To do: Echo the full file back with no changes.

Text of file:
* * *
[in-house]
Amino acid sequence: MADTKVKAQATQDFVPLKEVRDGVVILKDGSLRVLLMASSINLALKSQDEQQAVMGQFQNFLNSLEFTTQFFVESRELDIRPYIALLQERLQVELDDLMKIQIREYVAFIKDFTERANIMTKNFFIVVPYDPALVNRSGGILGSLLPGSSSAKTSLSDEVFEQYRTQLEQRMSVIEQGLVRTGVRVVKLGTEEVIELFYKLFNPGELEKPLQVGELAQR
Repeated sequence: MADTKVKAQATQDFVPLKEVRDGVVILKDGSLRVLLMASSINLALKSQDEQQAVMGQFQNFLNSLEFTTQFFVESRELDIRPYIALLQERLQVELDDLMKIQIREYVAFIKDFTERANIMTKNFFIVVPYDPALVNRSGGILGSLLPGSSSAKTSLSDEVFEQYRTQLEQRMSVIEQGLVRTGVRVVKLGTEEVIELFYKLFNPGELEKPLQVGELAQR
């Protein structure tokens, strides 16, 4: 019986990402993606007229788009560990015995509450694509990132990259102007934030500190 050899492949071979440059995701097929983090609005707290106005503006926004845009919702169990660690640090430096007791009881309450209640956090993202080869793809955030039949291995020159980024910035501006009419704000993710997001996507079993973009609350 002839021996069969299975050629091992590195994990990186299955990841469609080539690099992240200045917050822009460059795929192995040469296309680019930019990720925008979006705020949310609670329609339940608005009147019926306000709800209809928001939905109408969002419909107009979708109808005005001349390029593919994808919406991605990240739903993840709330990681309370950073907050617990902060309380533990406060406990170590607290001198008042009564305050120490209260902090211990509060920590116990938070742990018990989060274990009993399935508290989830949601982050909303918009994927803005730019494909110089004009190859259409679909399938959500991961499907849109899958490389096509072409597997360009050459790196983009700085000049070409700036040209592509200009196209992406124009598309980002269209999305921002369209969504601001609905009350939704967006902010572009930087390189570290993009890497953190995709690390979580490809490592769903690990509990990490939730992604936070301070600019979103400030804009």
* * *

[in-house]
Amino acid sequence: MADTKVKAQATQDFVPLKEVRDGVVILKDGSLRVLLMASSINLALKSQDEQQAVMGQFQNFLNSLEFTTQFFVESRELDIRPYIALLQERLQVELDDLMKIQIREYVAFIKDFTERANIMTKNFFIVVPYDPALVNRSGGILGSLLPGSSSAKTSLSDEVFEQYRTQLEQRMSVIEQGLVRTGVRVVKLGTEEVIELFYKLFNPGELEKPLQVGELAQR
Repeated sequence: MADTKVKAQATQDFVPLKEVRDGVVILKDGSLRVLLMASSINLALKSQDEQQAVMGQFQNFLNSLEFTTQFFVESRELDIRPYIALLQERLQVELDDLMKIQIREYVAFIKDFTERANIMTKNFFIVVPYDPALVNRSGGILGSLLPGSSSAKTSLSDEVFEQYRTQLEQRMSVIEQGLVRTGVRVVKLGTEEVIELFYKLFNPGELEKPLQVGELAQR
């Protein structure tokens, strides 16, 4: 019986990402993606007229788009560990015995509450694509990132990259102007934030500190 050899492949071979440059995701097929983090609005707290106005503006926004845009919702169990660690640090430096007791009881309450209640956090993202080869793809955030039949291995020159980024910035501006009419704000993710997001996507079993973009609350 002839021996069969299975050629091992590195994990990186299955990841469609080539690099992240200045917050822009460059795929192995040469296309680019930019990720925008979006705020949310609670329609339940608005009147019926306000709800209809928001939905109408969002419909107009979708109808005005001349390029593919994808919406991605990240739903993840709330990681309370950073907050617990902060309380533990406060406990170590607290001198008042009564305050120490209260902090211990509060920590116990938070742990018990989060274990009993399935508290989830949601982050909303918009994927803005730019494909110089004009190859259409679909399938959500991961499907849109899958490389096509072409597997360009050459790196983009700085000049070409700036040209592509200009196209992406124009598309980002269209999305921002369209969504601001609905009350939704967006902010572009930087390189570290993009890497953190995709690390979580490809490592769903690990509990990490939730992604936070301070600019979103400030804009």